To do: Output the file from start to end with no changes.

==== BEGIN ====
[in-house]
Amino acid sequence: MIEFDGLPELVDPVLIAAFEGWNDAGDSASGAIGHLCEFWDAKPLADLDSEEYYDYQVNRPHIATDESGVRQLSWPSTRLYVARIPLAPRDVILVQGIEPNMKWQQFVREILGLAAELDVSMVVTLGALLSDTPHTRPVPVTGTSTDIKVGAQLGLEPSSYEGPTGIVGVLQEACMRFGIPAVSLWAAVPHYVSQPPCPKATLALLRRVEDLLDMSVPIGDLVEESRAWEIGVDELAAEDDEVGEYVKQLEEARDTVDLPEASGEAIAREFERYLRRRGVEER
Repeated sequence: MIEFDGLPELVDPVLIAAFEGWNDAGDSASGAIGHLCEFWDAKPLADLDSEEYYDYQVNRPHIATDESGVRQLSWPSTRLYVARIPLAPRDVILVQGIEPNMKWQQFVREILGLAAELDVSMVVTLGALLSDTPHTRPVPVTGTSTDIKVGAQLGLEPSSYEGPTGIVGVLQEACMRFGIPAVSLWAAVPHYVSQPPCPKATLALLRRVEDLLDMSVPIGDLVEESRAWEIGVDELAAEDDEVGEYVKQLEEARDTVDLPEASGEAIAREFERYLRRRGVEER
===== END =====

[in-house]
Amino acid sequence: MIEFDGLPELVDPVLIAAFEGWNDAGDSASGAIGHLCEFWDAKPLADLDSEEYYDYQVNRPHIATDESGVRQLSWPSTRLYVARIPLAPRDVILVQGIEPNMKWQQFVREILGLAAELDVSMVVTLGALLSDTPHTRPVPVTGTSTDIKVGAQLGLEPSSYEGPTGIVGVLQEACMRFGIPAVSLWAAVPHYVSQPPCPKATLALLRRVEDLLDMSVPIGDLVEESRAWEIGVDELAAEDDEVGEYVKQLEEARDTVDLPEASGEAIAREFERYLRRRGVEER
Repeated sequence: MIEFDGLPELVDPVLIAAFEGWNDAGDSASGAIGHLCEFWDAKPLADLDSEEYYDYQVNRPHIATDESGVRQLSWPSTRLYVARIPLAPRDVILVQGIEPNMKWQQFVREILGLAAELDVSMVVTLGALLSDTPHTRPVPVTGTSTDIKVGAQLGLEPSSYEGPTGIVGVLQEACMRFGIPAVSLWAAVPHYVSQPPCPKATLALLRRVEDLLDMSVPIGDLVEESRAWEIGVDELAAEDDEVGEYVKQLEEARDTVDLPEASGEAIAREFERYLRRRGVEER